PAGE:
A report issued yesterday by the Paris-based Organisation for Economic Co-operation and Development (OECD) revealed the United States has the third worst level of income inequality and poverty among the group’s 30 member states. Only Mexico and Turkey ranked higher in those categories. OECD states in western Europe, along with Japan, South Korea, Canada and Australia, all recorded better figures than the US, as did central and eastern European states, including Poland and Hungary.
The 300-page report, entitled “Growing Unequal? Income Distribution and Poverty in OECD countries,” was based on three years of research into the relevant data of the organization’s member countries over the past two to three decades. With increased inequality and poverty levels recorded in three-quarters of OECD countries, the report’s central conclusion was that “the economic growth of recent decades has benefitted the rich more than the poor.”
On the US, the report explained: “Since 2000, income inequality has increased rapidly, continuing a long-term trend that goes back to the 1970s … Rich households in America have been leaving both middle and poorer income groups behind. This has happened in many countries, but nowhere has this trend been so stark as in the United States. The average income of the richest 10 percent is US$93,000 in purchasing power parities, the highest level in the OECD. However, the poorest 10% of the US citizens have an income of US$5,800 per year—about 20% lower than the average for OECD countries.” [Original emphasis]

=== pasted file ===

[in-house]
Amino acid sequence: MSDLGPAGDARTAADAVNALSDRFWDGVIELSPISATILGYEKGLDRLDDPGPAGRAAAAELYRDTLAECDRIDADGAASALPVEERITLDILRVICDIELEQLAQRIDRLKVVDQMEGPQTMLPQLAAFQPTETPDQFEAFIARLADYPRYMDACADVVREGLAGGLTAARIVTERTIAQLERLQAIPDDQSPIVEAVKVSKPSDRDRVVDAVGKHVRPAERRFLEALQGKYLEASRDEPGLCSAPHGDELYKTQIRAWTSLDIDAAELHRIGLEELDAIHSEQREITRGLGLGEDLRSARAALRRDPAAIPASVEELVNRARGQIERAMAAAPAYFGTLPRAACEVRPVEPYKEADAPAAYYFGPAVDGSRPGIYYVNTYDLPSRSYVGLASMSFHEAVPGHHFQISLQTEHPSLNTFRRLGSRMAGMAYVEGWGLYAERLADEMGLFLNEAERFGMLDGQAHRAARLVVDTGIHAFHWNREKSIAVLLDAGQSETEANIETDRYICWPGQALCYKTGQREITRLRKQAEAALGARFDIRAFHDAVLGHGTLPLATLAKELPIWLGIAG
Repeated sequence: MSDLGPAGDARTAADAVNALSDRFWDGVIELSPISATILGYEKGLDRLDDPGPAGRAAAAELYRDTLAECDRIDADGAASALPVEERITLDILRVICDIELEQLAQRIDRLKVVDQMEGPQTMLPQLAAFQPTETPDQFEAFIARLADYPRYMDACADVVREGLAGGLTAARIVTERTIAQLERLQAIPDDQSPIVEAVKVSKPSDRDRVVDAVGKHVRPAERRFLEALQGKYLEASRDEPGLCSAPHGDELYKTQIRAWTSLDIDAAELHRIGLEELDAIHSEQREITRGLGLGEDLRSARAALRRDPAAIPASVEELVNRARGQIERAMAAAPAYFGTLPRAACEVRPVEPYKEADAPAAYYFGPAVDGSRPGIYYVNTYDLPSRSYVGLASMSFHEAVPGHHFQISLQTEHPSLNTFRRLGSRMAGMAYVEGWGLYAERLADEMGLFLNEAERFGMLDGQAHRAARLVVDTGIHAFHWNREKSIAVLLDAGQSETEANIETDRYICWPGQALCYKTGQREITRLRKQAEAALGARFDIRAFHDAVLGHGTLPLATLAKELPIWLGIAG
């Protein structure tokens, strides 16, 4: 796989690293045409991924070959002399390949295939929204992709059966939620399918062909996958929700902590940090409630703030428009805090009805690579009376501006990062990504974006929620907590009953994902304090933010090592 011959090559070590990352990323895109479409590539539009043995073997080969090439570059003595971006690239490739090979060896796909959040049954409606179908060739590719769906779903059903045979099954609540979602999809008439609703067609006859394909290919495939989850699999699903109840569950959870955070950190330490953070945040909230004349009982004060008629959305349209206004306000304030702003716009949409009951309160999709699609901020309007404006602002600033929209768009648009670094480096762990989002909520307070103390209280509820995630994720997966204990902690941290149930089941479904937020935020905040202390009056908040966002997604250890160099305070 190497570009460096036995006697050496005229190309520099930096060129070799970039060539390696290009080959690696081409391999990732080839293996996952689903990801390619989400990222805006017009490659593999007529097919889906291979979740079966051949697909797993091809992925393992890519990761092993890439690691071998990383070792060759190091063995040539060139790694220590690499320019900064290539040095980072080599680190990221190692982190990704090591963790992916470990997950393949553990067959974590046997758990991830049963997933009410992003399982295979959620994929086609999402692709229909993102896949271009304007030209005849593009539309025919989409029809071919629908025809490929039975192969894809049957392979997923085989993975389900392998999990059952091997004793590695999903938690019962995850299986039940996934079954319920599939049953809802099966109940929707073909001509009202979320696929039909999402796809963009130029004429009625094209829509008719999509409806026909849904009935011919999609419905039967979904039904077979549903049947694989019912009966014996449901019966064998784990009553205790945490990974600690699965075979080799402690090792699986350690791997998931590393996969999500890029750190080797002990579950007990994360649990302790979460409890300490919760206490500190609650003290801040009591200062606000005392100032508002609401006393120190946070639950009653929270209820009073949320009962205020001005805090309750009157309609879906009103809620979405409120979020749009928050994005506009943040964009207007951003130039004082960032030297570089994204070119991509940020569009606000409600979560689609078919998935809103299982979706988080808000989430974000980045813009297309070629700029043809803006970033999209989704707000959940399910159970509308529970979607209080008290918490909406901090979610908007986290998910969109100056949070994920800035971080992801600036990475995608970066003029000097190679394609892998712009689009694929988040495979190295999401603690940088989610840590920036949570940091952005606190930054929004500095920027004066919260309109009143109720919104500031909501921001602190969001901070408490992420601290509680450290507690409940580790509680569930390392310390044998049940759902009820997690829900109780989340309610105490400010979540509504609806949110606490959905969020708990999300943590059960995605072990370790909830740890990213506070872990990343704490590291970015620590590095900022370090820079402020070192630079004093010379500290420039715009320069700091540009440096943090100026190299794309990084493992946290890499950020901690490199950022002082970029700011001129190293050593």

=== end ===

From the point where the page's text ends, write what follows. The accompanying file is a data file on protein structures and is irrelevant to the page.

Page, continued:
These income figures actually underestimate the gulf between the ultra-wealthy and the working class and poor. Wealth inequality is far higher than reported income disparities. A tiny elite layer comprising less than 1 percent of the population has amassed unprecedented levels of wealth over the last three decades through various forms of speculation and financial parasitism. But this wealth, largely concealed through tax evasion schemes and other mechanisms, is difficult for economists and statisticians to accurately measure.
The OECD said it recorded income rather than wealth inequalities because many countries do not gather data on household assets and because of other difficulties in comparing wealth between countries. The report noted, however, that available statistics showed that wealth inequality was substantially higher than income distribution in every country. In the US, it was estimated that the top 10 percent hold 71 percent of the national wealth (compared to 28 percent of total income), while the top 1 percent control between 25 to 33 percent of total net worth.